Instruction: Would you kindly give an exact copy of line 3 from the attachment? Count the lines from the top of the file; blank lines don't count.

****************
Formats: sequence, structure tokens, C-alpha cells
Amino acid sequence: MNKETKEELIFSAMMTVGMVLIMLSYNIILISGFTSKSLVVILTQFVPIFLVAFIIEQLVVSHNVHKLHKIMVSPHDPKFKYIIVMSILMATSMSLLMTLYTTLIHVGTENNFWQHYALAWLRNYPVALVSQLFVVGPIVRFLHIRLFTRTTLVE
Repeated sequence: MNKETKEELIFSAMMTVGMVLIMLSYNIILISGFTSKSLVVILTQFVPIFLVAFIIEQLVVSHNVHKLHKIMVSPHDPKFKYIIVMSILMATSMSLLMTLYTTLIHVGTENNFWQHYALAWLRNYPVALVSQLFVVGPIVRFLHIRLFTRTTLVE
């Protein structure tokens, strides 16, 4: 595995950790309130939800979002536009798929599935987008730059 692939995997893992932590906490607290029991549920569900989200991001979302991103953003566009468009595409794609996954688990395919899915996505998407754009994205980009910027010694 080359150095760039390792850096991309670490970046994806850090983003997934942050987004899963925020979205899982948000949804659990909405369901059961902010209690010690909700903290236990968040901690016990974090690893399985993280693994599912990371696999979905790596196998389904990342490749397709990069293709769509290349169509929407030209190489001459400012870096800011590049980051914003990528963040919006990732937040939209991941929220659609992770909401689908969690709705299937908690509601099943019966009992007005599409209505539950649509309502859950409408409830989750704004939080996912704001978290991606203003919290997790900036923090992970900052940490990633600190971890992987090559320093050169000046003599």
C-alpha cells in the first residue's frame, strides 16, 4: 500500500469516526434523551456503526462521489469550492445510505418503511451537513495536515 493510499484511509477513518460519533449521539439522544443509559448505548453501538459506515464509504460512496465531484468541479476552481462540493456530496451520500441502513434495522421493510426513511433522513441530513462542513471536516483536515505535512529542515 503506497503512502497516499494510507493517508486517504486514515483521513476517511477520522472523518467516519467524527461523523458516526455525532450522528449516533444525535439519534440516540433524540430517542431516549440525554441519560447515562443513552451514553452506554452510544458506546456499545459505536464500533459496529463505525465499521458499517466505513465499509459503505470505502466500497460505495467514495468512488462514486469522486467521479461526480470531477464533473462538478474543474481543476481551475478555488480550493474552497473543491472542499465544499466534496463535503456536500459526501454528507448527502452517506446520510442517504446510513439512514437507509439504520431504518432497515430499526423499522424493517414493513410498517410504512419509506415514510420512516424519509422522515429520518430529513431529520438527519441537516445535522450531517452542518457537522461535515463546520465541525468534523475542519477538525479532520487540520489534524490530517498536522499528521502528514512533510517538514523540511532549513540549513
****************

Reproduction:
Repeated sequence: MNKETKEELIFSAMMTVGMVLIMLSYNIILISGFTSKSLVVILTQFVPIFLVAFIIEQLVVSHNVHKLHKIMVSPHDPKFKYIIVMSILMATSMSLLMTLYTTLIHVGTENNFWQHYALAWLRNYPVALVSQLFVVGPIVRFLHIRLFTRTTLVE